It then hit me that it may be because the foundation of all theology, the Triune God, is comprised not of dichotomies, but of paradoxes. And paradoxes almost seem to be the complete opposite of dichotomies. Think about it. A dichotomy takes two elements which, on the surface, seem to be mutually exclusive and then systematizes their exclusivity, abstracting the concreteness of their opposition into a maxim. A paradox, on the other hand, looks upon those two seemingly exclusive elements and embraces them both, proclaiming both to be not only true in part, but necessary for truth together. Paradoxes then accept and celebrate the mystery of how the compatibility actually works out. So, you’d be reasonable to suppose that a rather bullet-proof dichotomy exists between God and man, but then the Incarnation happens. You’d be reasonable to suppose that there’s a dichotomy between God being one and God being Three, but God is Triune. If we put our heads together, we could probably keep thinking of more examples for awhile. The point is that paradox, not dichotomy, seems to characterize the objects of theological inquiry and therefore theological inquiry itself provided that it is in alignment with the objects thereof.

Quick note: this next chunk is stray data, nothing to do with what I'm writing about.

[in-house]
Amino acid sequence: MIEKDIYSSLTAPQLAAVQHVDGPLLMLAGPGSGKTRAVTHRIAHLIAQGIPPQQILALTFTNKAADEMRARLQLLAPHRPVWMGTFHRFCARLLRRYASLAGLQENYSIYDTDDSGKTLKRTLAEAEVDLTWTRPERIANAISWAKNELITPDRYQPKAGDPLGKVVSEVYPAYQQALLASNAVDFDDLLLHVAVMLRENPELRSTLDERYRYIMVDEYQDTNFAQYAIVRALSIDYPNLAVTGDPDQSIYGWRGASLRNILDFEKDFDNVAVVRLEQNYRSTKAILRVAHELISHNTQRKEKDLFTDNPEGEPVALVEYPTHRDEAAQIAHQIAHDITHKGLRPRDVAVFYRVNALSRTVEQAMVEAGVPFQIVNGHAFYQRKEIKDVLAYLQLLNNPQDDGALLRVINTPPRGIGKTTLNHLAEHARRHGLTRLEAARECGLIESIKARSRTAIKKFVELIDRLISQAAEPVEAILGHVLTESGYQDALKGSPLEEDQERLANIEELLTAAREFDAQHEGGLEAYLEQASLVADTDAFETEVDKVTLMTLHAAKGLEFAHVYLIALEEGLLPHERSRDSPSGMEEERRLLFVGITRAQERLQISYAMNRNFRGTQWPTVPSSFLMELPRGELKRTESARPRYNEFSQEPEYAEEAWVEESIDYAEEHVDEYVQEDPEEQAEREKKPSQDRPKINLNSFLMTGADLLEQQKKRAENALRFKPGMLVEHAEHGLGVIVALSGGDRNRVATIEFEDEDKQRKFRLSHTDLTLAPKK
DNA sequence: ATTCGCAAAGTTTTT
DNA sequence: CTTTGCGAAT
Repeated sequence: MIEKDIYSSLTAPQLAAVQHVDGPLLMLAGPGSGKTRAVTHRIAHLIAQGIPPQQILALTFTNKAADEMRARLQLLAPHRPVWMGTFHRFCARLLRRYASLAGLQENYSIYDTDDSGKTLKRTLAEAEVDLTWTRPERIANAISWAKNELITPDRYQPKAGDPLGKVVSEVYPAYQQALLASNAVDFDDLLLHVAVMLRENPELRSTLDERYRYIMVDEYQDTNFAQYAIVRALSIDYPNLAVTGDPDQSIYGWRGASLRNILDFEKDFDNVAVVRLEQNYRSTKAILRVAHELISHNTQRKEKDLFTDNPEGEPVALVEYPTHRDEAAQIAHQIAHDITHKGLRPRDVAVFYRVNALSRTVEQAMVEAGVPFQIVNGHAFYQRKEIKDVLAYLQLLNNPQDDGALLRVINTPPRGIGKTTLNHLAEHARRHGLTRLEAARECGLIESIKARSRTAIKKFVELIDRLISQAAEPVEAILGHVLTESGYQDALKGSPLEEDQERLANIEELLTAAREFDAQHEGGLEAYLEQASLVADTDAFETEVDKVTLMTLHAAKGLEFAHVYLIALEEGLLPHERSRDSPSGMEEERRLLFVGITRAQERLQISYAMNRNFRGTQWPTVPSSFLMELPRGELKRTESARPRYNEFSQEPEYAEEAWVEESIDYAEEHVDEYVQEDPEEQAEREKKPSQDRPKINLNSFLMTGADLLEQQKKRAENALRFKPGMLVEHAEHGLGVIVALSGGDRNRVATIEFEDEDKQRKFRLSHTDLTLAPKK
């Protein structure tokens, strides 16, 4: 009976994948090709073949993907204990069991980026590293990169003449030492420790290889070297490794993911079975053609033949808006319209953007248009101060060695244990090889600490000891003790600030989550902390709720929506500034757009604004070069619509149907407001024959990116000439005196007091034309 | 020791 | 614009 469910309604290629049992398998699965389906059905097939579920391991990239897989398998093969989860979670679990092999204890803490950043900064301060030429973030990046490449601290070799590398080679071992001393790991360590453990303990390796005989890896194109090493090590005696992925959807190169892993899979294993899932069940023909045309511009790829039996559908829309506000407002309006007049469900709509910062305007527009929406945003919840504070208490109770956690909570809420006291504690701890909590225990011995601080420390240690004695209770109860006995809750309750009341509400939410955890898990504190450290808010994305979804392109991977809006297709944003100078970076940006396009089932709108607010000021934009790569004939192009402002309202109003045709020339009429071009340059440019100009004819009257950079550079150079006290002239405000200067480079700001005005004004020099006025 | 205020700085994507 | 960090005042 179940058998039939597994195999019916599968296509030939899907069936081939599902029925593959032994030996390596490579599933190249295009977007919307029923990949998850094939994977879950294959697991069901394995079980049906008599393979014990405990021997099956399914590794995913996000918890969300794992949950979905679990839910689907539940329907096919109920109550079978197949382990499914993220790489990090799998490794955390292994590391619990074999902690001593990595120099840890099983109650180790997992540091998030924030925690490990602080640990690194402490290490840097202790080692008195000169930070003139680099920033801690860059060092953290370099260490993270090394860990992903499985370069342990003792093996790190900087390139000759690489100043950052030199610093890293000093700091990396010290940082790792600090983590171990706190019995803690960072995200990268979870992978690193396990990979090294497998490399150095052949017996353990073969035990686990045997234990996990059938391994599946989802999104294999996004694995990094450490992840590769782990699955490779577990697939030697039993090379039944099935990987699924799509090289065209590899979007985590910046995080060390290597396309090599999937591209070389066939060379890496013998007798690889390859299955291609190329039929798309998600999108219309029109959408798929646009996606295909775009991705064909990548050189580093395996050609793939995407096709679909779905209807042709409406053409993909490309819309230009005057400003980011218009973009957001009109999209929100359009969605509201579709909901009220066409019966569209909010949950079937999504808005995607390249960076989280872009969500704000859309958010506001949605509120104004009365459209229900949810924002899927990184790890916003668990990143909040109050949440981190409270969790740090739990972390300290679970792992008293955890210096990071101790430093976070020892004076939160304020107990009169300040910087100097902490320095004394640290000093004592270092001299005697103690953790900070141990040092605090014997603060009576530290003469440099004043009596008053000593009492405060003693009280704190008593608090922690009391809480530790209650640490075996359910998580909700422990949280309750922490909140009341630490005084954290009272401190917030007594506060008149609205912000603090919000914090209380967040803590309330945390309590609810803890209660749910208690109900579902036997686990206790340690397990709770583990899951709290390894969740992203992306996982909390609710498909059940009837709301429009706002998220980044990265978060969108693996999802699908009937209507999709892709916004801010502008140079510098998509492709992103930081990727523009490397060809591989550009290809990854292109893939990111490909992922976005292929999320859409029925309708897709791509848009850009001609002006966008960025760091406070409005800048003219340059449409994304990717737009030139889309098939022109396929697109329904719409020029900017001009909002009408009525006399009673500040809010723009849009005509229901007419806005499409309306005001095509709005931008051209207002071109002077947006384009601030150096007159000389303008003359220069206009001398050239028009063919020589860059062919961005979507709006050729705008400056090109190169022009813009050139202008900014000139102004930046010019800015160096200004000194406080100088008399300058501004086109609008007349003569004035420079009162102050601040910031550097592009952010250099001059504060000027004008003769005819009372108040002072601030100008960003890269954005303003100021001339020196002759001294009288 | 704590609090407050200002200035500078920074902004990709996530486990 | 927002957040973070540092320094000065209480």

Bringing this down to the practical, I have found that I usually approach theological dichotomies with suspicion, a guilty-until-proven-innocent attitude. And if a certain theological house seems to be constructed with a lot of dichotomies, well, I have a hard time feeling safe inside if you know what I mean. So, as an example, let’s consider a false dichotomy, kids! Robin Phillips already addressed this quote from PCA pastor Ligon Duncan sufficiently, so I’m just going to add a few thoughts of my own. The quote from Duncan in reference to Eastern Orthodoxy goes like this:
There are only two systems of salvation in Christian history: the sacerdotal system which depends upon the dispensation of the sacraments by the Church and there’s the evangelical system which acknowledges the work of the Holy Spirit in the life of the sinner, drawing that sinner to Christ, uniting him to Christ by faith.